Elaine Stavro Distinguished Visiting Scholar 

The Elaine Stavro Distinguished Visiting Scholar in Theory, Politics & Gender Studies was created to introduce Trent students to leading speakers in humanities and social sciences and significantly build on the University's reputation for interdisciplinary programs. The Visiting Scholar will provide students, faculty and members of the community with exceptional access to eminent scholars and people engaged in theory, politics and gender studies.  

Toward a Democratic Theory of Contagion

Dr. Bonnie Honig

Nancy Duke Lewis Professor of MCM and Political Science, Brown University 

A picture of Bonnie Honig

Noting that some texts of refusal feature centrally a contagion, this talk asks whether refusal is itself contagious. Three models of contagion are identified and the politics of their containment are analyzed in the Greek tragedy, the Bacchae, the film The Fits, and John Rawls’ A Theory of Justice. The backdrop is the nearly lost concept of performativity as inaugural speech-action (JL Austin, How to do Things with Words), and Eve Sedgwick’s contribution to it of “deformativity” - a specific kind of speech act that is sexually shaming, aiming to control the spread of queerness lest it catches on.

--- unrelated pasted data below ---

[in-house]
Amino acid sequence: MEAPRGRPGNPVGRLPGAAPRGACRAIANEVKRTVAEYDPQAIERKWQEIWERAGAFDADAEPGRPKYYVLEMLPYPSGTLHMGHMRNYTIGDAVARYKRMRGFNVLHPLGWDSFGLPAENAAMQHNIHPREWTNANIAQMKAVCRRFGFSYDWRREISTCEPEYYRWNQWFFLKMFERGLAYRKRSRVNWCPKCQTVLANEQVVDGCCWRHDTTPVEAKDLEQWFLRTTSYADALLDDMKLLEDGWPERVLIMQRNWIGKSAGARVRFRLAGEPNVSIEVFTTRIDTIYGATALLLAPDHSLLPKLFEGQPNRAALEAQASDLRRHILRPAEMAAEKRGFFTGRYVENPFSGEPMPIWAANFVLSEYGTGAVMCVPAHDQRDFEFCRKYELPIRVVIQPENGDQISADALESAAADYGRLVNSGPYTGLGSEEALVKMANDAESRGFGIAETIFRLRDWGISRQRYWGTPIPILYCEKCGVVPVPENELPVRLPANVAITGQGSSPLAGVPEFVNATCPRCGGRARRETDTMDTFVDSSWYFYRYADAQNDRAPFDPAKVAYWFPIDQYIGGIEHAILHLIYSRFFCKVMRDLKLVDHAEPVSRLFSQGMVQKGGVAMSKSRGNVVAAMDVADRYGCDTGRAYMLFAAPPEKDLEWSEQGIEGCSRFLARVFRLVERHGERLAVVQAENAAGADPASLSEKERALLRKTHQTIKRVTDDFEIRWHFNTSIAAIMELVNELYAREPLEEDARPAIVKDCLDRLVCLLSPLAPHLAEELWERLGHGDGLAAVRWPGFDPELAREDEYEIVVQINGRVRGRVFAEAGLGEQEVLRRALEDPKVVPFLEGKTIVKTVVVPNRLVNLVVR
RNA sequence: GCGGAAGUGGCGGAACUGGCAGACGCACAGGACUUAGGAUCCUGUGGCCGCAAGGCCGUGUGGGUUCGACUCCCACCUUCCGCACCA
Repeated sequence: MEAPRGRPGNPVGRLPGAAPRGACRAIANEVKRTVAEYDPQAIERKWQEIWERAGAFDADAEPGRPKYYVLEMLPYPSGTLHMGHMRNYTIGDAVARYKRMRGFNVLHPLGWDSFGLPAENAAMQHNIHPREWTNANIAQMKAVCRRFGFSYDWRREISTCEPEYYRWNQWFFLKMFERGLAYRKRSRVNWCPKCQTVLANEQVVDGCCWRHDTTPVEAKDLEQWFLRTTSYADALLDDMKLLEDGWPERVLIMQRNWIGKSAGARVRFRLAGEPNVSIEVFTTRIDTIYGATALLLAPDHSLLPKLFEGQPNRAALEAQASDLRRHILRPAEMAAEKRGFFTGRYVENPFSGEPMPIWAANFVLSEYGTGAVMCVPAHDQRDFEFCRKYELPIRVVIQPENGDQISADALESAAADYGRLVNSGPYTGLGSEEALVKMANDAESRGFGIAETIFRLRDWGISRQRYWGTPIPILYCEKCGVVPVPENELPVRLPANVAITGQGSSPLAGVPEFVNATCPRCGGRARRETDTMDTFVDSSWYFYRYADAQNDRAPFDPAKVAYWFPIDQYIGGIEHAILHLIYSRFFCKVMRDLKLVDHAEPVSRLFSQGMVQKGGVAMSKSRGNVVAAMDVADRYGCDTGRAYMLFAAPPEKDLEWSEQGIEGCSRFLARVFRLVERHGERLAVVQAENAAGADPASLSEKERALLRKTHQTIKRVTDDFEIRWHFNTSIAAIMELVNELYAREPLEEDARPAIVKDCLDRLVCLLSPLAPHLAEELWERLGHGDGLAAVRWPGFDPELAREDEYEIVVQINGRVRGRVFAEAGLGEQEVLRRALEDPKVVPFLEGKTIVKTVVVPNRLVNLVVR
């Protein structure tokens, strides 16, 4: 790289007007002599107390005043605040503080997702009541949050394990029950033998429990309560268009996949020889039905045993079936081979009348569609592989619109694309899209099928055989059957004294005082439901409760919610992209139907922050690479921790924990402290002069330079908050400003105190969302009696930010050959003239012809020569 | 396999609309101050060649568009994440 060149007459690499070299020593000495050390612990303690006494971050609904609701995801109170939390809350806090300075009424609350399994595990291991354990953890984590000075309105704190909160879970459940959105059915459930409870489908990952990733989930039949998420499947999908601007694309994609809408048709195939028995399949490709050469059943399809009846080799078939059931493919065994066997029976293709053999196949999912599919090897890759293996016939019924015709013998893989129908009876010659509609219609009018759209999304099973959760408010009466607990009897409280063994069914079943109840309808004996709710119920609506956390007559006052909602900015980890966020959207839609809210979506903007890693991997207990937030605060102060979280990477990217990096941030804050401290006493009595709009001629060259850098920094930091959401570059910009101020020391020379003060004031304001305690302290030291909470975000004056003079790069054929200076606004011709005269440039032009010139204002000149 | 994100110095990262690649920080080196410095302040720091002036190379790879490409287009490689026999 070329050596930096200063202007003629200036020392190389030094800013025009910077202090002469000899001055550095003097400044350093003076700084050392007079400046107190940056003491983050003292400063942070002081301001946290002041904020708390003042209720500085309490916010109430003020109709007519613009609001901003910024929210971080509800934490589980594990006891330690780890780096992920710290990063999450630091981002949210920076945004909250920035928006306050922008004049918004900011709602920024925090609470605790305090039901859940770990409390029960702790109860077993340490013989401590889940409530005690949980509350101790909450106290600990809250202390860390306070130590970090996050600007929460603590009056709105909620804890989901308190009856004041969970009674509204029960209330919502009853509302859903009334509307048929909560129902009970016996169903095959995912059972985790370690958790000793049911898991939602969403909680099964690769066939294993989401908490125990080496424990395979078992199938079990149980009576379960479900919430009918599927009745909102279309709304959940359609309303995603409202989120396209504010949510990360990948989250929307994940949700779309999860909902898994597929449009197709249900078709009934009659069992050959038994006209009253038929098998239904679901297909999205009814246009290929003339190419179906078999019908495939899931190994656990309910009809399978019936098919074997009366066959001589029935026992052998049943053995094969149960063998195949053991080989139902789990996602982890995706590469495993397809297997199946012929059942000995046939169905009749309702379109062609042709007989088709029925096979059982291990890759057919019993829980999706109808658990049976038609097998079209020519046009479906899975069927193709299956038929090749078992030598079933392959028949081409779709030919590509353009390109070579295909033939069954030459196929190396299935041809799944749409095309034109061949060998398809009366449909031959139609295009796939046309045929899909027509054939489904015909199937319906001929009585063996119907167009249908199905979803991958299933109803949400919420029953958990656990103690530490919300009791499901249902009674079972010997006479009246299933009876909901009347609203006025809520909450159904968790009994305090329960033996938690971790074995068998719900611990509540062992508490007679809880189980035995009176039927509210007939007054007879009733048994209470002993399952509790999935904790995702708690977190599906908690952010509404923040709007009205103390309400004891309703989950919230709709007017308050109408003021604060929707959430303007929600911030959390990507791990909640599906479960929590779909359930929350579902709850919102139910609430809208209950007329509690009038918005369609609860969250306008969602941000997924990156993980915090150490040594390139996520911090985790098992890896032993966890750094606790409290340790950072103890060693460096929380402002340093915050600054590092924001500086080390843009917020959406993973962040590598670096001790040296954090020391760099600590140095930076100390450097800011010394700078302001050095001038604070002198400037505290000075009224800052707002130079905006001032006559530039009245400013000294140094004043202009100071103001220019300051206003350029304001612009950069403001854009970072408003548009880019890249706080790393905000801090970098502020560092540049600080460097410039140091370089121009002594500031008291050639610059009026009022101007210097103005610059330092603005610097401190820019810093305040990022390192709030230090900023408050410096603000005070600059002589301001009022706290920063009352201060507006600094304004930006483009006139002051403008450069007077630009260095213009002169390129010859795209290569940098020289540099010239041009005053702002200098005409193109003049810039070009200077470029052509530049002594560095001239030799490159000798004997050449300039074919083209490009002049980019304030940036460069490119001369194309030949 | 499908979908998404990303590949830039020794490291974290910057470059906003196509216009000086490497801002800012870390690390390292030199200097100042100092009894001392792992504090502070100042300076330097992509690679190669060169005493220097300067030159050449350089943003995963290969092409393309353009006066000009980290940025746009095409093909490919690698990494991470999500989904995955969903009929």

Date: Monday, September 19, 2022
Time: 7:00 p.m. 
Venue - The Gathering Space, Gzowski College/Enwayaang Room 102

Watch the recording of the lecture

About Dr. Bonnie Honig

Bonnie Honig is Nancy Duke Lewis Professor of Modern Culture and Media (MCM) and Political Science at Brown University. In 2017-2018, she was Interim Director of the Pembroke Center and served as the Inaugural Carl Cranor Phi Beta Kappa Scholar. Currently an affiliate of the Digital Democracy Institute at Simon Fraser University and the American Bar Foundation, Chicago, her work in democratic and feminist theory studies the cultural politics of immigration (Democracy and the Foreigner, Princeton, 2001), emergency (Emergency Politics: Paradox, Law, Democracy, Princeton 2009), mourning (Antigone, Interrupted, Cambridge, 2013) and the democratic politics of refusal (A Feminist Theory of Refusal, Harvard, 2021). Her book Public Things: Democracy in Disrepair (Fordham, 2017) came out days after Trump’s 2017 inauguration and her first piece of public writing about that presidency, “The President’s House is Empty,” appeared on that inauguration day in the Boston Review. A collection of her public writing, Shell Shocked: Feminist Criticism After Trump appeared with Fordham in 2021.

For more information, contact Babin Joy, babinjoy@trentu.ca.